Just like with comics, this relationship is as old as World War II when everyone from Paramount to Disney was releasing war propaganda movies to help defeat the Nazis. However, unlike comics these relationships are still very much alive today in Hollywood. In fact, it is one of the movie industries biggest open secrets. Sure, there are plenty of movies that are critical of the military, such as Full Metal Jacket or Platoon, but there are just as many that glorify them as well. Movies that the US military are involved with are made to follow strict guidelines, which means that producers need to assure that the military and other DoD assets are shown in a positive light. The biggest is that the army, navy, air force is always seen as the good guys and always in the right.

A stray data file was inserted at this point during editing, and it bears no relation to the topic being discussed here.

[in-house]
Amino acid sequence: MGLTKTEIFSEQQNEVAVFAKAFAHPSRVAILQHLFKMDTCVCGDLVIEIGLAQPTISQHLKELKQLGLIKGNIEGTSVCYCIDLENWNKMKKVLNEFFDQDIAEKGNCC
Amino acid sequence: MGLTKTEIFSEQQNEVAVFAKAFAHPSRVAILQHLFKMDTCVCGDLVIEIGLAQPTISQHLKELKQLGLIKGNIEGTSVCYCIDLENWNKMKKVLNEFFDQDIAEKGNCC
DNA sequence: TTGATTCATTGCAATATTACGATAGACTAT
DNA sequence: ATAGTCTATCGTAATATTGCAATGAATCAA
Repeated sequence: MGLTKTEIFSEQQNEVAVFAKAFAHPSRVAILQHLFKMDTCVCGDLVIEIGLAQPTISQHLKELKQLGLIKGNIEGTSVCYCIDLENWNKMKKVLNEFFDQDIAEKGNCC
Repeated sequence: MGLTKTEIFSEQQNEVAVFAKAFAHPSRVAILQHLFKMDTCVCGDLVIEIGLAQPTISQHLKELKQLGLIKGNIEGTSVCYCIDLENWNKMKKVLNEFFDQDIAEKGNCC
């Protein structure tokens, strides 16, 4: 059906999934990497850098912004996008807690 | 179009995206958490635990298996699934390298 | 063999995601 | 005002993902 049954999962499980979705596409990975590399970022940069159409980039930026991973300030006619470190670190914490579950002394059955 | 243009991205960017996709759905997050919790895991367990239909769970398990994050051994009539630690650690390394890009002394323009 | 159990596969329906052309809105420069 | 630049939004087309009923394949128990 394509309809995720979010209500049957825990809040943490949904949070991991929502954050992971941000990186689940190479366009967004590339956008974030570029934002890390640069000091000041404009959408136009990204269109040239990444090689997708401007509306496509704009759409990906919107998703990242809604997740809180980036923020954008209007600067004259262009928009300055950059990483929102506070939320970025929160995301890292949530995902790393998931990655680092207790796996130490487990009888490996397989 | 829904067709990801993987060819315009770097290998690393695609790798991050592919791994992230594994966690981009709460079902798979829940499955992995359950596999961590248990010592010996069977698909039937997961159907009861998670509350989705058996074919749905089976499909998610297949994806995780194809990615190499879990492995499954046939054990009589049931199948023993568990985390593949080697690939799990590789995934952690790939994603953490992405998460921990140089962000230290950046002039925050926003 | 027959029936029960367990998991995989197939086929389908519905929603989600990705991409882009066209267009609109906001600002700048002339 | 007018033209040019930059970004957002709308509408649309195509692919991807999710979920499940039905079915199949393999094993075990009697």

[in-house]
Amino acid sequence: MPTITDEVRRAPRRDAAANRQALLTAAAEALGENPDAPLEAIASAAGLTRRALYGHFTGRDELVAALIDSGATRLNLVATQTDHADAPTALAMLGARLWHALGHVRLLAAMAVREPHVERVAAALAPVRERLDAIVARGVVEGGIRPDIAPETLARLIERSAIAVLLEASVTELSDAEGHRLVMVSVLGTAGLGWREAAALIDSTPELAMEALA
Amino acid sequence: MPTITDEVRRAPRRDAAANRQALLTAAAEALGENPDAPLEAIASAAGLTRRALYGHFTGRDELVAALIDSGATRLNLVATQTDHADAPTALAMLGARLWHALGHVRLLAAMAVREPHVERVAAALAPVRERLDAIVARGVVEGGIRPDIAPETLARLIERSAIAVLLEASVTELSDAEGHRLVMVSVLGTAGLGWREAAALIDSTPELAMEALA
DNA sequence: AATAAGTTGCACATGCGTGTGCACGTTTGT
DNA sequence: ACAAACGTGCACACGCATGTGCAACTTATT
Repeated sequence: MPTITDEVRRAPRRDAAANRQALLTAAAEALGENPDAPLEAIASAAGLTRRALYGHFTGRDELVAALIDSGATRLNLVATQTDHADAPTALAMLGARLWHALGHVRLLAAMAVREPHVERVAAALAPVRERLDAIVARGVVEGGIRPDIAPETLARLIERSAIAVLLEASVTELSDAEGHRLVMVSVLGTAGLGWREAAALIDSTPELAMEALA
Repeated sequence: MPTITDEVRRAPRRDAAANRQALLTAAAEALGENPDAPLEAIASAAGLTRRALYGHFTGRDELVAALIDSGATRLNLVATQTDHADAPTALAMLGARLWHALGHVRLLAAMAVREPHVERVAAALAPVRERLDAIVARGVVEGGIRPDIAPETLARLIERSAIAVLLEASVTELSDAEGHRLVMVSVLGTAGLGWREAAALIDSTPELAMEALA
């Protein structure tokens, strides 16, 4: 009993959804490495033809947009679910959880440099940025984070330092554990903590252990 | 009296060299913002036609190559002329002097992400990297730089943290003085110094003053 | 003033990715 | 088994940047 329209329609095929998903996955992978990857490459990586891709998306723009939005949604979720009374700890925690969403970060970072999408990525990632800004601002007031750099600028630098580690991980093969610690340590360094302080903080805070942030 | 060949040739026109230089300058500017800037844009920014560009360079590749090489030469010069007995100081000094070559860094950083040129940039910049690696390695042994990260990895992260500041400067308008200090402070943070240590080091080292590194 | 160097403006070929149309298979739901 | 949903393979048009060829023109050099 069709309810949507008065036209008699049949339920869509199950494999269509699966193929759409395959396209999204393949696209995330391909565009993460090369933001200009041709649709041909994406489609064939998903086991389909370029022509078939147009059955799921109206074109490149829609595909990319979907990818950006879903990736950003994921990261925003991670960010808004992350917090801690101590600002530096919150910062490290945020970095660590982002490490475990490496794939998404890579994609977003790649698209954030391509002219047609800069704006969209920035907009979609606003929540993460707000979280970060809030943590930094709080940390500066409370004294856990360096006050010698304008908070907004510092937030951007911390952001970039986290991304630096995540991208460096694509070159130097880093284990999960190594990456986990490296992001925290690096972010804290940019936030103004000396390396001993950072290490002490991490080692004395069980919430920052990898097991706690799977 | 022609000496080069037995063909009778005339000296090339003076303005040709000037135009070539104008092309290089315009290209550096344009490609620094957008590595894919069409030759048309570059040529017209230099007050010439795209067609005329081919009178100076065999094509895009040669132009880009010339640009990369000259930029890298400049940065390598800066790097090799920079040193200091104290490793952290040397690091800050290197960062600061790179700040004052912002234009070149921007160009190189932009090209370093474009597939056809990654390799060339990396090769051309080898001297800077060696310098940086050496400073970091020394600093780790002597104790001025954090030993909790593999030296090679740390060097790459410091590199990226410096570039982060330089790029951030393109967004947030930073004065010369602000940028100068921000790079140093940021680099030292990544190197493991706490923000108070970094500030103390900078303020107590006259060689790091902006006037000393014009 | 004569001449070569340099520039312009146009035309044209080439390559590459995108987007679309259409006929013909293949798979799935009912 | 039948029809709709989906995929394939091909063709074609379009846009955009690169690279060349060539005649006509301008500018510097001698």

The problem with that, as Marvel has figured out, is that the military and the defense contractors are not perfect. We love our boys and girls in uniform, but our defense apparatus is not infallible. The military entertainment complex is designed to boost the positives, downplay the negatives, and to tilt public perception. Now sometimes the attempts are as clumsy as awful movies about board games or bad comic books about Northrop Grumman. It can also be as slick and enticing as the next Call of Duty. The relationship between Hollywood, Silicon Valley, and others is symbiotic. It benefits all sides, and we very much enjoy the occasional war game -especially Battlefield. We are not saying that you shouldn’t enjoy these movies or video games any less. However, we cannot escape the fact that this is one of the largest, most expensive, and longest running government-funded information campaigns being aimed at the American people, and that is worth at least some scrutiny.